Pete Johnson, new Platform Evangelist
Woz once said, “I thought I’d be an HPer for life.” While I don’t usually claim to have a whole lot in common with the man who designed the first computer I ever saw (an Apple II, summer ’78), in this instance it’s true. As it turns out, we were both wrong.
I stayed at HP as long as I did for lots of reasons. Business model diversity is one: over the last two decades, I was lucky enough to be a front line coder, a tech lead, a project manager, and an enterprise architect while working on web sites for enterprise support, consumer ecommerce sales, enterprise online sales, all forms of marketing, and even post-sales printing press supplies reordering. Most recently I was employee #37 for HP’s new public cloud offering where I performed a lot of roles including project management of web development teams, customer facing demonstrations at trade shows, and sales pitches for Fortune 500 CIOs. But I also remained at HP because of the culture and values that came straight from Bill Hewlett and Dave Packard, which my early mentors instilled in me. You can still find those values there today if you look hard enough, and if anybody gets that, Meg Whitman does.
So if I still have such a rosy view of HP, despite recent bumpiness, why did I leave to become the Platform Evangelist for ProfitBricks?
If you are anything like the sample of computer industry veterans I told about my move last week, you just said, “What the heck is InfiniBand?” Let me explain what it is and why it is poised to fundamentally change the cloud computing.
Ethernet is the dominant network technology used in data centers today. Originally created during the Carter administration, it uses a hierarchical structure of LAN segments, which ultimately means that packets have exactly one path to traverse when moving from point A to point B anywhere in the network. InfiniBand, which is a popular 21st century technology in the supercomputing and high-performance computing (HPC) communities, uses a grid or mesh system that gives packets multiple paths from point A to point B. This key difference, among other nuances, gives InfiniBand a top speed of 80 Gbits/sec, resulting in a speed that is 80x faster than Amazon’s AWS 1Gbit/sec standard Ethernet connections.
“So what?” you may be thinking. “A faster cloud network is nice, but it doesn’t seem like THAT big a deal.”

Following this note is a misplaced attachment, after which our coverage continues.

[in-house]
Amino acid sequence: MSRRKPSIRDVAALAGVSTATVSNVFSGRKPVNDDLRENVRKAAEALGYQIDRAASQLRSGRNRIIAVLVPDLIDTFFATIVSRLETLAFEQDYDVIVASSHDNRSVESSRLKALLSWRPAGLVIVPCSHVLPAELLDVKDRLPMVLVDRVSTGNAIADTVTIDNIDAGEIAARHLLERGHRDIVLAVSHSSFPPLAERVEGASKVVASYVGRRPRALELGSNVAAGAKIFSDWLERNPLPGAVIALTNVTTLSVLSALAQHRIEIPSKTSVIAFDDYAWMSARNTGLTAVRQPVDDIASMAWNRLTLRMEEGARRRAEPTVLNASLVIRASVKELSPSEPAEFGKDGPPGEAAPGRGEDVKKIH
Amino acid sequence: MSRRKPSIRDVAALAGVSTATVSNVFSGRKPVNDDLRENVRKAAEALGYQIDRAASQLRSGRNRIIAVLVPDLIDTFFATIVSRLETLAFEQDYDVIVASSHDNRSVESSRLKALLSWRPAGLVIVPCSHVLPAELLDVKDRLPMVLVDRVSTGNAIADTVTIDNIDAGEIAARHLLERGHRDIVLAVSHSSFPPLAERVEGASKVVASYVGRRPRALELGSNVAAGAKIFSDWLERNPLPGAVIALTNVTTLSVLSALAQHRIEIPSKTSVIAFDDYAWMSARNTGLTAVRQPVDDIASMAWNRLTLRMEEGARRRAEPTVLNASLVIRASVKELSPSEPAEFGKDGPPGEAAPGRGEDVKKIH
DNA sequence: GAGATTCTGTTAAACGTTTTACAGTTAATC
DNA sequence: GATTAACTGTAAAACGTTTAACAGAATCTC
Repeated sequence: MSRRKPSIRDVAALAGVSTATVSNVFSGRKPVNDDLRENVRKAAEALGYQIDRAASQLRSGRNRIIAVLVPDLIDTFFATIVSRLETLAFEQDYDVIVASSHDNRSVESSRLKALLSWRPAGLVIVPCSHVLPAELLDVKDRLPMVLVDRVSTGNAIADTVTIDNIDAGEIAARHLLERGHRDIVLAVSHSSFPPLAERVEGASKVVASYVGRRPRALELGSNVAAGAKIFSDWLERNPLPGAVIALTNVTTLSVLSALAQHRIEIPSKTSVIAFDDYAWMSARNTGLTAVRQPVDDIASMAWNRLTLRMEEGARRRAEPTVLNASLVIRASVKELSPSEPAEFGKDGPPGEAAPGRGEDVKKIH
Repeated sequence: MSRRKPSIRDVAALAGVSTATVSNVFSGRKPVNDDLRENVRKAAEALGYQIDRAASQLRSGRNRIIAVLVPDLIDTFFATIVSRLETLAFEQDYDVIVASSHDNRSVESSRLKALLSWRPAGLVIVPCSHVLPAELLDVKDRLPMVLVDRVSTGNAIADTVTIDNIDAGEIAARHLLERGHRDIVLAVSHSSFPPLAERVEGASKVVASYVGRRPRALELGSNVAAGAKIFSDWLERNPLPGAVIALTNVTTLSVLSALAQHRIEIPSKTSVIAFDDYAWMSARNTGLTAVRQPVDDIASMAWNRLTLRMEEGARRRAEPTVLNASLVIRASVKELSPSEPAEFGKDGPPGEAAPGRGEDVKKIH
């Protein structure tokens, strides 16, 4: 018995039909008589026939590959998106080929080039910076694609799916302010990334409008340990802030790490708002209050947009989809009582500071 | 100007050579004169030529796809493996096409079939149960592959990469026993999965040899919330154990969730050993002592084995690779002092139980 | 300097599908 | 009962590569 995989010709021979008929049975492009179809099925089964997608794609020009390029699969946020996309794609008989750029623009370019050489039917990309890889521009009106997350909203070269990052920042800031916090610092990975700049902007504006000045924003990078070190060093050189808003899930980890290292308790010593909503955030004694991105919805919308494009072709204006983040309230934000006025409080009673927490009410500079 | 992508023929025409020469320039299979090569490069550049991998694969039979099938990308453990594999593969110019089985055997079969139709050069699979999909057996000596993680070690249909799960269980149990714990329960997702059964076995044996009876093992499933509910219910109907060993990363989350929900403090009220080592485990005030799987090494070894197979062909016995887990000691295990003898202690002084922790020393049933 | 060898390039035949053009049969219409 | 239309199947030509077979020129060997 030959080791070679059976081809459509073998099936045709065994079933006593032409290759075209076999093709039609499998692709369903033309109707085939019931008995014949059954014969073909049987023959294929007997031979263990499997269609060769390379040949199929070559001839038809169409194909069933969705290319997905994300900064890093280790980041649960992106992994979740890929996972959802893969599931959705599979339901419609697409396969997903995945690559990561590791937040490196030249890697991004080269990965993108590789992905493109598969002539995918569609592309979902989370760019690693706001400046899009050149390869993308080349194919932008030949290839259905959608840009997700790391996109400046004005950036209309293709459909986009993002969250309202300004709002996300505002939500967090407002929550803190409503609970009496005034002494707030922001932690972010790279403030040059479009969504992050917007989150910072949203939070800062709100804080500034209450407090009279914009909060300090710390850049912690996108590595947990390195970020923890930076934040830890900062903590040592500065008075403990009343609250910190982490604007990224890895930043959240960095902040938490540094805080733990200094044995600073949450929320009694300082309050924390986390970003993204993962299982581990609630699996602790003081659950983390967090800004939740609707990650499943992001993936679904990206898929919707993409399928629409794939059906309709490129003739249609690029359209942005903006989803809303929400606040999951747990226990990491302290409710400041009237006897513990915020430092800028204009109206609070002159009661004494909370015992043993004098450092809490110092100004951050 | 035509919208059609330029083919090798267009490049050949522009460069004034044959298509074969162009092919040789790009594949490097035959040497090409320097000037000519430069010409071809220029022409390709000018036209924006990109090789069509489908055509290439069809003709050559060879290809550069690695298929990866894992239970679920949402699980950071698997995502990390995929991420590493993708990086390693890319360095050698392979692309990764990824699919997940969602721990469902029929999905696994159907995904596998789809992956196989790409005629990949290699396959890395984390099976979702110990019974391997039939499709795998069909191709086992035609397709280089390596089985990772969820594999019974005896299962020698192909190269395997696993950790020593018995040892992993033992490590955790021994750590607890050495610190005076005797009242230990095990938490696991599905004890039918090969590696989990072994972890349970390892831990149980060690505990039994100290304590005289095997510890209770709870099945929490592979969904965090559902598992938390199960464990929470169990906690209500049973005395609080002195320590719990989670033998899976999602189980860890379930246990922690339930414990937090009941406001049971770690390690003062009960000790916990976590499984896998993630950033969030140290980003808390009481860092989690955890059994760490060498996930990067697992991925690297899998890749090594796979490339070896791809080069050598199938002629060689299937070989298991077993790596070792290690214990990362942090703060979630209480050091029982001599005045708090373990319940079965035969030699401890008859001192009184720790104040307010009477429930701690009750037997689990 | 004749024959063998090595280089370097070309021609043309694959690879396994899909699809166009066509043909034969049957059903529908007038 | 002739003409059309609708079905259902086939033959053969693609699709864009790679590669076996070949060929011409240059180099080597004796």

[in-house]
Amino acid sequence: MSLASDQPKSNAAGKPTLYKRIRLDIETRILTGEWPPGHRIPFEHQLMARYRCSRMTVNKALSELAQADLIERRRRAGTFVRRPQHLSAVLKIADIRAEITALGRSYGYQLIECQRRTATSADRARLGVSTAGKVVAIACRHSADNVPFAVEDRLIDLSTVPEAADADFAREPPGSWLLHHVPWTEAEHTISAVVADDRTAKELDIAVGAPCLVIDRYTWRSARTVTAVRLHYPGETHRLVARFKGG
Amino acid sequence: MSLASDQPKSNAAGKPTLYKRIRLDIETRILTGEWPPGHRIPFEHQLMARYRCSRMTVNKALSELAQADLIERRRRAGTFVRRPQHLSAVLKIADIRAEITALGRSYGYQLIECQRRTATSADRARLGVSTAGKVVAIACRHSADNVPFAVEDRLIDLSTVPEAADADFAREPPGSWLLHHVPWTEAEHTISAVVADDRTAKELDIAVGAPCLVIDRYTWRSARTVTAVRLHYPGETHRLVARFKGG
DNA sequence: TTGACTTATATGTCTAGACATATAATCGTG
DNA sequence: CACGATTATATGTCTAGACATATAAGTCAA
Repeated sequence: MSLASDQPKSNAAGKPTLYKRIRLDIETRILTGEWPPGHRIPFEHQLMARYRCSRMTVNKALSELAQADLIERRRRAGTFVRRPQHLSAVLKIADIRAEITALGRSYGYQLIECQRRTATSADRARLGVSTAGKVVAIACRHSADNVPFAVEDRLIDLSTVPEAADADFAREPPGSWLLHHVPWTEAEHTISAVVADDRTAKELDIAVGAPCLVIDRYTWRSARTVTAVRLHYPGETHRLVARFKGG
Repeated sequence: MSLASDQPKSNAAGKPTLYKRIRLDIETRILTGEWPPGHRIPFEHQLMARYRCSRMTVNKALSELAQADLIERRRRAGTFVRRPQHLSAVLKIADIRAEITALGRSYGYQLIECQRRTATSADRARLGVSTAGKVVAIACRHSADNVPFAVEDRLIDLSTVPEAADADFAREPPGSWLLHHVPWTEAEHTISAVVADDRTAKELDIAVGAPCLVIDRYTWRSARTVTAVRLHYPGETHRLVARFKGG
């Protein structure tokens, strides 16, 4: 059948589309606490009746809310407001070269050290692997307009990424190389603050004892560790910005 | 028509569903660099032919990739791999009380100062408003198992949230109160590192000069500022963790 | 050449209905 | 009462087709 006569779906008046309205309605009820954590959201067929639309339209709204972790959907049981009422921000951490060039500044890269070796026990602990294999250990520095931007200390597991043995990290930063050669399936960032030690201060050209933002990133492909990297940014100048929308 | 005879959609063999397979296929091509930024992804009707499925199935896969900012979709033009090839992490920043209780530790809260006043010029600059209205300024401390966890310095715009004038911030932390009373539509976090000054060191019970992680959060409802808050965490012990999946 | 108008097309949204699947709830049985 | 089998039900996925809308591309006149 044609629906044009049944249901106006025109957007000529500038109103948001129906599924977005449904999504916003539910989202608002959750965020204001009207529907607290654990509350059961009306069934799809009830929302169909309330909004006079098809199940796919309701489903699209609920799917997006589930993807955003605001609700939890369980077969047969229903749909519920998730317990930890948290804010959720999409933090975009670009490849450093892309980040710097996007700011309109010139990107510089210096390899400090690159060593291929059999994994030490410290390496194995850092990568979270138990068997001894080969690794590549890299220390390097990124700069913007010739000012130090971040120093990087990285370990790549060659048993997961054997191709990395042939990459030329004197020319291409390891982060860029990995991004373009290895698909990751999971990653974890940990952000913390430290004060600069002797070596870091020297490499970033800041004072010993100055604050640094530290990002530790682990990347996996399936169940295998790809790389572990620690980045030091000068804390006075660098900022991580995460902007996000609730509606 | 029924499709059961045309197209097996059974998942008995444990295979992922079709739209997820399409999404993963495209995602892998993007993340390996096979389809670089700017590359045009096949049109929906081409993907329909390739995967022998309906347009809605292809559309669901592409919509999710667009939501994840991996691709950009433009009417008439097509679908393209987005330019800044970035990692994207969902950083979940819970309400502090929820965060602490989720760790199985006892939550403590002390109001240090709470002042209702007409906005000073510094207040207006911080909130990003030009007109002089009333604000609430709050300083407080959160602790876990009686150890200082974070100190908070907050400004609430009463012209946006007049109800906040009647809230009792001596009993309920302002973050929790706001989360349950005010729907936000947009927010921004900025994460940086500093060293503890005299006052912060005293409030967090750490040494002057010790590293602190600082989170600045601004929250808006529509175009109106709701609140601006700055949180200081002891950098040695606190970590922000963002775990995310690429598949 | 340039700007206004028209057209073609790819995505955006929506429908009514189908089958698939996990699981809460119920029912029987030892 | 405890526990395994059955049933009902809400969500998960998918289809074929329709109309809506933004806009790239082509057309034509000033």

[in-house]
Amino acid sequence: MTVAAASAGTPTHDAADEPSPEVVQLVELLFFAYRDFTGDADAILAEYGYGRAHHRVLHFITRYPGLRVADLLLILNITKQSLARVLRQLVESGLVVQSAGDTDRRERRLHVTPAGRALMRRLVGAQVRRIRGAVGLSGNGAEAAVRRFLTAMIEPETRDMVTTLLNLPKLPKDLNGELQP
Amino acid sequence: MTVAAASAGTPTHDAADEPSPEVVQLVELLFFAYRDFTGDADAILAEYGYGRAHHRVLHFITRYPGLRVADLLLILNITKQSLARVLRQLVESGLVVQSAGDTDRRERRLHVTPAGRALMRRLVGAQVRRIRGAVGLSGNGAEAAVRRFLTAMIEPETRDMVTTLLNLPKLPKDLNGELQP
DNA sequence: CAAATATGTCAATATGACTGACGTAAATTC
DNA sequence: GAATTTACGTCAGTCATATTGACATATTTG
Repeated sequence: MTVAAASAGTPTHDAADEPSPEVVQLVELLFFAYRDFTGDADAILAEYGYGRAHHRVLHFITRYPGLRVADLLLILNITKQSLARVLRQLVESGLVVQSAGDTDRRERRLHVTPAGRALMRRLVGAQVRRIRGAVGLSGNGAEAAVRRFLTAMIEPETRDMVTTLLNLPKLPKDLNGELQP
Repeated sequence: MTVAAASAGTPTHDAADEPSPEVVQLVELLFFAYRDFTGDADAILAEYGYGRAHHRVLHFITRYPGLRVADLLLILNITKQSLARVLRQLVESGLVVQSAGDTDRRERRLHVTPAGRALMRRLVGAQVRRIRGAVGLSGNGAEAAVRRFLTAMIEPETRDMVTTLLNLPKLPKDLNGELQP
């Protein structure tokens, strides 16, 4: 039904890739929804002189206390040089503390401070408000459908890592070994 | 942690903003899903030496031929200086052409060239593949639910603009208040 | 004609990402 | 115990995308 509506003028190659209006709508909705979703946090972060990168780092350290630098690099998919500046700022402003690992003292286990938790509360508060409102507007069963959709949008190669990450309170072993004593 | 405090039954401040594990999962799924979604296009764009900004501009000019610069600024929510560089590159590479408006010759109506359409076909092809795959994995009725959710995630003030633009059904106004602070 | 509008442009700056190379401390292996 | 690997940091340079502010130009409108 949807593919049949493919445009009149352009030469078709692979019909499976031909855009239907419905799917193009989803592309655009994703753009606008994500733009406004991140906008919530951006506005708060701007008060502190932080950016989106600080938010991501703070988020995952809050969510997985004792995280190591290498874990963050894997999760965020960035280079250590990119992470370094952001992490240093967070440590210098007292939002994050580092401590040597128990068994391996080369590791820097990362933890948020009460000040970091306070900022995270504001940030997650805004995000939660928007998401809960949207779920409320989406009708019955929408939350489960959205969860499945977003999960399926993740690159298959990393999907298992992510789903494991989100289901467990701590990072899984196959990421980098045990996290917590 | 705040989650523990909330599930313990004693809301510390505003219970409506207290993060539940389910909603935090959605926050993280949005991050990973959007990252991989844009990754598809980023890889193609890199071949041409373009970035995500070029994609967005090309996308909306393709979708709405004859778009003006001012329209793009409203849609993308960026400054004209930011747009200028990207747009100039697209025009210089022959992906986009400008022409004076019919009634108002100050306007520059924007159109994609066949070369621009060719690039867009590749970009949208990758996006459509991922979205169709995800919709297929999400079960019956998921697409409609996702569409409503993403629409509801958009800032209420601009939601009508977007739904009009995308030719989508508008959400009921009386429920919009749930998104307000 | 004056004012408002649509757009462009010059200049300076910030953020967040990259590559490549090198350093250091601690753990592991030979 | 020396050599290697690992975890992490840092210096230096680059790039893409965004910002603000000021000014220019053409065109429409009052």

Actually, it is a VERY big deal when you stop and think about how a cloud computing provider can take advantage of a network like this.
As founder and CMO Andreas Gauger put it to me during the interview process, virtualization is a game of Tetris in which you are trying to fit various sizes of Virtual Machines on top of physical hardware to maximize utilization. This is particularly critical for a public cloud provider. With InfiniBand, Profit Bricks can rearrange the pieces, and at 80 Gbits/sec, our hyper-visor can move a VM from one physical machine to another without the VM ever knowing. This helps us maximize the physical hardware and keep prices competitive, but it also means two other things for our customers:
In a world where other public cloud providers force you into cookie cutter VM sizes in an attempt to simplify the game of Tetris for themselves, the first feature is obviously differentiating. But when most people hear the second one, their reaction is that it can’t possibly be true — it must be a lie. You can’t change virtual hardware on a VM without rebooting it, can you?
Do you suppose I’d check that out before leaving the only employer I’ve ever known in my adult life?
I spun up a VM, installed Apache, launched a load test from my desktop against the web server I just created, changed both the CPU Cores and RAM on the server instance, confirmed the change at the VM command line, and allowed the load test to end. You know what the load test log showed?
Number of errors: 0.
The Apache web server never went down, despite the virtual hardware change, and handled HTTP requests every 40 milliseconds. I never even lost my remote login session. Whoa.
Throw in the fact that the ProfitBricks block storage platform takes advantage of InfiBand to not only provide RAID 10 redundancy, but RAID 10 mirrored across two availability zones, and I was completely sold. I realized that ProfitBricks founder, CTO, and CEO Achim Weiss took the data center efficiency knowledge that gave 1&1 a tremendous price advantage and combined it with supercomputing technology to create a cloud computing game-changer that his engineering team is just beginning to tap into. I can’t wait to see what they do with object storage, databases, and everything else that you’d expect from a fully IaaS offering. I had to be a part of that.
And that’s why, after 19 years, I left HP.